I bought the same drive several months ago and don't recall whether I had any trouble adding files, but then again it's my habit to reformat a drive for mac the first time I use it. I'd suggest you go to Disk Utility in the Utilities folder. As long as you haven't any files yet on the drive you can choose "erase" and reformat the drive. Mac OS Extended (Journaled) is your best choice if you only intend to use the drive with Macs. This is also a great opportunity to partition the drive if you think you'd like to have more than one partition.
If you need to have the drive be able to be cross platform you need to get a drive utility that will allow you to format the drive in FAT32 without the MSFT issued limit of 32GB. I have many drives formatted in FAT32 that are WELL above the 32GB that they say is the limit (like 1TB). I don't know of a Mac utility that will do this but SwissKnife will do it very well on a PC.
You will loose some performance, but if you need to have MAC and PC read and write to the drive then its what you have to do. You will also loose the ability to use the drive as a Time Machine backup.
Some food for thought. You may be a mac only guy and not need this but i thought that this might help someone that is in a similar situation.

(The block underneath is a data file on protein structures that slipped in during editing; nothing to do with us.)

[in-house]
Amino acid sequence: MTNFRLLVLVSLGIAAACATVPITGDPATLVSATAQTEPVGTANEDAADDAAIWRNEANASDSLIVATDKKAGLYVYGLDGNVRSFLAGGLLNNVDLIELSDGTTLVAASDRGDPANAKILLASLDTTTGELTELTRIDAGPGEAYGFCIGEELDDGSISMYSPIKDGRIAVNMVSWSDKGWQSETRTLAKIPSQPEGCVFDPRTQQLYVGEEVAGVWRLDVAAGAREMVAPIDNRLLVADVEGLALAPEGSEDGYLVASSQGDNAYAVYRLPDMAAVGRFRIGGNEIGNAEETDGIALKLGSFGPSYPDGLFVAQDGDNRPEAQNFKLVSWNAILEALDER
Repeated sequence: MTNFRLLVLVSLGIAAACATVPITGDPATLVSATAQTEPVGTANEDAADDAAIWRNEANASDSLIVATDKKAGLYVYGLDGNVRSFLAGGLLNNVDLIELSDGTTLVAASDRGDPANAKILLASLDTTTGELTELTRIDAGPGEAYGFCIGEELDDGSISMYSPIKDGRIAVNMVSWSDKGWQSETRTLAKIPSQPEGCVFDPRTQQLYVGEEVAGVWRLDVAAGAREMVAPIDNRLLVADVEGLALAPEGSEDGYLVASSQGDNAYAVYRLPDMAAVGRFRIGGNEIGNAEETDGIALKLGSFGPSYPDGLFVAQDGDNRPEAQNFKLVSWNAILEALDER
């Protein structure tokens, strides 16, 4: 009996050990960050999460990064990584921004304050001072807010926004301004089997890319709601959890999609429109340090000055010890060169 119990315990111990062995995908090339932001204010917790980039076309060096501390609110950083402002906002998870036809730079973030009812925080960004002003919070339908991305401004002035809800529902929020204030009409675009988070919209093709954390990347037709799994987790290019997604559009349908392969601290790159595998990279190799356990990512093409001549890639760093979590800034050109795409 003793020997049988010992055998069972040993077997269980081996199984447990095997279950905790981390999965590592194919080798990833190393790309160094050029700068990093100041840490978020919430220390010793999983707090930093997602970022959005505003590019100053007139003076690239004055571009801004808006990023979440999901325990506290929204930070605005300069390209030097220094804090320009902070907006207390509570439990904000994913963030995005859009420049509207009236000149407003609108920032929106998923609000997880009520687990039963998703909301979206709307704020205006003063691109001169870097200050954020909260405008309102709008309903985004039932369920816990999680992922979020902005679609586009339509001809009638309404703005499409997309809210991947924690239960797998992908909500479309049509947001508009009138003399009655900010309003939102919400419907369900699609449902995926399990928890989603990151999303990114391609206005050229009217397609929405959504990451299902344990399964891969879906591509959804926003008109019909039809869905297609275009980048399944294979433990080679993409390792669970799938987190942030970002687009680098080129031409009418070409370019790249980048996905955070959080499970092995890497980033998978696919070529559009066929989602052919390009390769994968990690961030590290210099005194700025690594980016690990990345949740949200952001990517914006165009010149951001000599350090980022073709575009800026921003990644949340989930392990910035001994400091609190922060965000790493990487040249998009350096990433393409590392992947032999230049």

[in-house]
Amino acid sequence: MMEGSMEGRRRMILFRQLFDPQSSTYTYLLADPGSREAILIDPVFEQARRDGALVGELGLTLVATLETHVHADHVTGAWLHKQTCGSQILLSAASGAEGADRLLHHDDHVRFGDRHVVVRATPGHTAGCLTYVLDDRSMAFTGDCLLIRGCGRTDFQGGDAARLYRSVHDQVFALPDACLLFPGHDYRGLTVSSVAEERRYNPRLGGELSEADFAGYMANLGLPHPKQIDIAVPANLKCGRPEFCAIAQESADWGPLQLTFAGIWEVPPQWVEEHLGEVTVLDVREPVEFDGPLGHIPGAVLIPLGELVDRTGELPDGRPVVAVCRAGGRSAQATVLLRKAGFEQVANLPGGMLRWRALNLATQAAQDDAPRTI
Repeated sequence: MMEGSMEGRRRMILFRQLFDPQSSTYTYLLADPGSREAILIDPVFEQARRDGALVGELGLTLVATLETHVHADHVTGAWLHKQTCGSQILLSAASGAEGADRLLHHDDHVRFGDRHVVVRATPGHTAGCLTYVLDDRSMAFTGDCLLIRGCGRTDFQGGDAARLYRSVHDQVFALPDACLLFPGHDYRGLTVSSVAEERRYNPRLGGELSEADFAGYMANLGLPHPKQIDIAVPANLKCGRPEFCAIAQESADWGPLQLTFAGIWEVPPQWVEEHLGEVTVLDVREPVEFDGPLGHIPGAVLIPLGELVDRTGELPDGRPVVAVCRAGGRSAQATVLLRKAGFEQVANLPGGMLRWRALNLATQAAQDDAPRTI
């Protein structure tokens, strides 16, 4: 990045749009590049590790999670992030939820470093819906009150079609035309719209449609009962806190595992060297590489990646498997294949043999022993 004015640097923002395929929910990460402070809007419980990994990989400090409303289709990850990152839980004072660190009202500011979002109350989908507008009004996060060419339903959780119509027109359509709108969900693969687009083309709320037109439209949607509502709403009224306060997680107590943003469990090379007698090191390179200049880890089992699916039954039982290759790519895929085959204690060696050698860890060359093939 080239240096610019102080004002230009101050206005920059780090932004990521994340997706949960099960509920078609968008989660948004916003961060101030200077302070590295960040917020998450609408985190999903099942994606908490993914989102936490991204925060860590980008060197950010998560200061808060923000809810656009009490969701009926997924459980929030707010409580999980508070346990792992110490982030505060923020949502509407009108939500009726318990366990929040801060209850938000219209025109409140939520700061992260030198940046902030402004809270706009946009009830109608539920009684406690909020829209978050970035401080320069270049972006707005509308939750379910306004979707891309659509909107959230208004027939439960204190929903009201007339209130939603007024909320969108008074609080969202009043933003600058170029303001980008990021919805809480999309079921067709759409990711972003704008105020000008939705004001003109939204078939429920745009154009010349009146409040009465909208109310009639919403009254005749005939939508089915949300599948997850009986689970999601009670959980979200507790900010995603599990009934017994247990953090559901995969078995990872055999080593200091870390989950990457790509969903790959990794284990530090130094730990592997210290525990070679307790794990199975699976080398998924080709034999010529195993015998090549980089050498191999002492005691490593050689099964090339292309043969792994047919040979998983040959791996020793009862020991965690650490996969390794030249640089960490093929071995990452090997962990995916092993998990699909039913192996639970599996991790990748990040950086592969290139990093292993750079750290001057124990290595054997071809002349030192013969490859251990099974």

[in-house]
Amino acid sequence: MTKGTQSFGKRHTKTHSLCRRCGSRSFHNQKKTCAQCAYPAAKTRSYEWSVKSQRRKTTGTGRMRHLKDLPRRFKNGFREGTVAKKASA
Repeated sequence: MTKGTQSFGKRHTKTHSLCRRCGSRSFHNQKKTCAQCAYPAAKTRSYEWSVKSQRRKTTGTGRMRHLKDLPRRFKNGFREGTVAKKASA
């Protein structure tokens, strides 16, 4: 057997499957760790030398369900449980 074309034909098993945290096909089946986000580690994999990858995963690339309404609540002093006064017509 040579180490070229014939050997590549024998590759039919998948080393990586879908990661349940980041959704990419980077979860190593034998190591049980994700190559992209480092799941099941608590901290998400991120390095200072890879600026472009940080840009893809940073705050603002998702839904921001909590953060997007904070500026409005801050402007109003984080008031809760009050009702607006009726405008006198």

Thanks for using Answers!
Hi Yes. You need to go to Disk Utility and select the drive, then hit the Erase button and select Format "Mac OS Extended (Journaled) Then hit erase, This will format the drive to be used with a Mac. If u ever need to use it with a PC then drive MacDrive Free Trial... handy if u are giving friends Movies etc. Hope this Helps Rob
The Seagate would have come with Windows formatting *and* partitioning (Master Boot Record). So when I get an external drive that will be used only for Macs, I repartition it (which also reformats it) as either Apple Partition Map (required to boot PPC Macs) or GUID. APM is the best universal choice for Macs, since it can boot both PPC and Intel Macs (though you have to clone Leopard onto it, you can't install directly.) If the drive is only for data, it doesn't matter which you use.
Sure you can do a simple reformat for Mac on top of MBR partitions, but then if you try to use the drive for Time Machine I seem to remember it will want to reformat it again. TM will format the drive, including the partition, properly. But then you can't use it with a Windows computer.
If you can't copy any files to the new Seagate, perhaps it was formatted NTFS? I believe that's read-only on a Mac.